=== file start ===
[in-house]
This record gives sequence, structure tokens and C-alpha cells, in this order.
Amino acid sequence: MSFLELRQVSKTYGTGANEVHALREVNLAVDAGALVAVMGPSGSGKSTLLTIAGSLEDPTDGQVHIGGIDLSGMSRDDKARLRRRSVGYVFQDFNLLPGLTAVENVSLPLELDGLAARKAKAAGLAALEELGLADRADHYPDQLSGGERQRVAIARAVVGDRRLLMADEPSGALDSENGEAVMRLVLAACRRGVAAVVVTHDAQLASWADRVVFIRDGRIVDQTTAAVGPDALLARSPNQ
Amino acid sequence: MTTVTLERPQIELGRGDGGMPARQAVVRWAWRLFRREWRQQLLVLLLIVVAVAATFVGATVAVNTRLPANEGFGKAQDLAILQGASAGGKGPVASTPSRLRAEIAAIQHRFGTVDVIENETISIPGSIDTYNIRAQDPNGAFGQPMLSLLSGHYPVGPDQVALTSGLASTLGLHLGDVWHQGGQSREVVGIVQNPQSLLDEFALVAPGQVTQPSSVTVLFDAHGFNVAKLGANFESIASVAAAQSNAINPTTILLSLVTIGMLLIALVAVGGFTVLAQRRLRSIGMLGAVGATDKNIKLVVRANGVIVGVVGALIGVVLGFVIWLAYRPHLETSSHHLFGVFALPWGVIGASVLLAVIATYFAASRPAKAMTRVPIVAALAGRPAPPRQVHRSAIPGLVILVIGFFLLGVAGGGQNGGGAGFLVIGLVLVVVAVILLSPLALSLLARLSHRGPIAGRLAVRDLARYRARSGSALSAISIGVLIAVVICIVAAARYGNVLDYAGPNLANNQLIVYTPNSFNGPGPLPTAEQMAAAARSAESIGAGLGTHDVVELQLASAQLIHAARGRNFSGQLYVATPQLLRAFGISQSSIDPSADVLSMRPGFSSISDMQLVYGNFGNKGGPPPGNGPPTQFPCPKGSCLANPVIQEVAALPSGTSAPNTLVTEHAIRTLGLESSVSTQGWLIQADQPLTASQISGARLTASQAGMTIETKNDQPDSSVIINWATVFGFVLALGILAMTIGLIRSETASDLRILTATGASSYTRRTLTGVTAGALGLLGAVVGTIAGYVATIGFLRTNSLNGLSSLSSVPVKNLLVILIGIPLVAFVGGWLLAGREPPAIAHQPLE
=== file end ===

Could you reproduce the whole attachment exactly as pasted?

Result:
[in-house]
This record gives sequence, structure tokens and C-alpha cells, in this order.
Amino acid sequence: MSFLELRQVSKTYGTGANEVHALREVNLAVDAGALVAVMGPSGSGKSTLLTIAGSLEDPTDGQVHIGGIDLSGMSRDDKARLRRRSVGYVFQDFNLLPGLTAVENVSLPLELDGLAARKAKAAGLAALEELGLADRADHYPDQLSGGERQRVAIARAVVGDRRLLMADEPSGALDSENGEAVMRLVLAACRRGVAAVVVTHDAQLASWADRVVFIRDGRIVDQTTAAVGPDALLARSPNQ
Amino acid sequence: MTTVTLERPQIELGRGDGGMPARQAVVRWAWRLFRREWRQQLLVLLLIVVAVAATFVGATVAVNTRLPANEGFGKAQDLAILQGASAGGKGPVASTPSRLRAEIAAIQHRFGTVDVIENETISIPGSIDTYNIRAQDPNGAFGQPMLSLLSGHYPVGPDQVALTSGLASTLGLHLGDVWHQGGQSREVVGIVQNPQSLLDEFALVAPGQVTQPSSVTVLFDAHGFNVAKLGANFESIASVAAAQSNAINPTTILLSLVTIGMLLIALVAVGGFTVLAQRRLRSIGMLGAVGATDKNIKLVVRANGVIVGVVGALIGVVLGFVIWLAYRPHLETSSHHLFGVFALPWGVIGASVLLAVIATYFAASRPAKAMTRVPIVAALAGRPAPPRQVHRSAIPGLVILVIGFFLLGVAGGGQNGGGAGFLVIGLVLVVVAVILLSPLALSLLARLSHRGPIAGRLAVRDLARYRARSGSALSAISIGVLIAVVICIVAAARYGNVLDYAGPNLANNQLIVYTPNSFNGPGPLPTAEQMAAAARSAESIGAGLGTHDVVELQLASAQLIHAARGRNFSGQLYVATPQLLRAFGISQSSIDPSADVLSMRPGFSSISDMQLVYGNFGNKGGPPPGNGPPTQFPCPKGSCLANPVIQEVAALPSGTSAPNTLVTEHAIRTLGLESSVSTQGWLIQADQPLTASQISGARLTASQAGMTIETKNDQPDSSVIINWATVFGFVLALGILAMTIGLIRSETASDLRILTATGASSYTRRTLTGVTAGALGLLGAVVGTIAGYVATIGFLRTNSLNGLSSLSSVPVKNLLVILIGIPLVAFVGGWLLAGREPPAIAHQPLE